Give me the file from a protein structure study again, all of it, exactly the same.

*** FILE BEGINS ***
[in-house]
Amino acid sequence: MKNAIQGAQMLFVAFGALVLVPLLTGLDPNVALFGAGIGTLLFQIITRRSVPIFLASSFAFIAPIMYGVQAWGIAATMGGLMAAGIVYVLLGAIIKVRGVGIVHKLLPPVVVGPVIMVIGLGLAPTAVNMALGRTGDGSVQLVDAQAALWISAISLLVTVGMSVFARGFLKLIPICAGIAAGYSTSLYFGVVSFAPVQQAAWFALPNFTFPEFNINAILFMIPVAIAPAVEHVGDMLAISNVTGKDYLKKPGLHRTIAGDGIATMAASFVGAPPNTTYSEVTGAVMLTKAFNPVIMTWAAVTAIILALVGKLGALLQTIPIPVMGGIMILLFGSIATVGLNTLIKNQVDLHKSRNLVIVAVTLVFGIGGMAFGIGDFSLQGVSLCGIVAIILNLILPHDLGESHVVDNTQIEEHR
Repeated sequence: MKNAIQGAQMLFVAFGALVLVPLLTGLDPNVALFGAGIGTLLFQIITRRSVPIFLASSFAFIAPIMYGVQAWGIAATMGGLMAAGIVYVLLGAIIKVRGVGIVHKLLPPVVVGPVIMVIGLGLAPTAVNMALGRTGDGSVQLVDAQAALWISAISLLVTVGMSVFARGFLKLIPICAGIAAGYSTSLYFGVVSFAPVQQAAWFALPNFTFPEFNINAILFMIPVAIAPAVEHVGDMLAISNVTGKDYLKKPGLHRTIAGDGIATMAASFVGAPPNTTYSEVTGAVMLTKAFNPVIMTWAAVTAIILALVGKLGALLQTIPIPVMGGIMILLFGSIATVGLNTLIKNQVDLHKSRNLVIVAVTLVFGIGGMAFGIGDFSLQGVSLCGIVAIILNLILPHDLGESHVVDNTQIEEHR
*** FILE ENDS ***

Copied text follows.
[in-house]
Amino acid sequence: MKNAIQGAQMLFVAFGALVLVPLLTGLDPNVALFGAGIGTLLFQIITRRSVPIFLASSFAFIAPIMYGVQAWGIAATMGGLMAAGIVYVLLGAIIKVRGVGIVHKLLPPVVVGPVIMVIGLGLAPTAVNMALGRTGDGSVQLVDAQAALWISAISLLVTVGMSVFARGFLKLIPICAGIAAGYSTSLYFGVVSFAPVQQAAWFALPNFTFPEFNINAILFMIPVAIAPAVEHVGDMLAISNVTGKDYLKKPGLHRTIAGDGIATMAASFVGAPPNTTYSEVTGAVMLTKAFNPVIMTWAAVTAIILALVGKLGALLQTIPIPVMGGIMILLFGSIATVGLNTLIKNQVDLHKSRNLVIVAVTLVFGIGGMAFGIGDFSLQGVSLCGIVAIILNLILPHDLGESHVVDNTQIEEHR
Repeated sequence: MKNAIQGAQMLFVAFGALVLVPLLTGLDPNVALFGAGIGTLLFQIITRRSVPIFLASSFAFIAPIMYGVQAWGIAATMGGLMAAGIVYVLLGAIIKVRGVGIVHKLLPPVVVGPVIMVIGLGLAPTAVNMALGRTGDGSVQLVDAQAALWISAISLLVTVGMSVFARGFLKLIPICAGIAAGYSTSLYFGVVSFAPVQQAAWFALPNFTFPEFNINAILFMIPVAIAPAVEHVGDMLAISNVTGKDYLKKPGLHRTIAGDGIATMAASFVGAPPNTTYSEVTGAVMLTKAFNPVIMTWAAVTAIILALVGKLGALLQTIPIPVMGGIMILLFGSIATVGLNTLIKNQVDLHKSRNLVIVAVTLVFGIGGMAFGIGDFSLQGVSLCGIVAIILNLILPHDLGESHVVDNTQIEEHR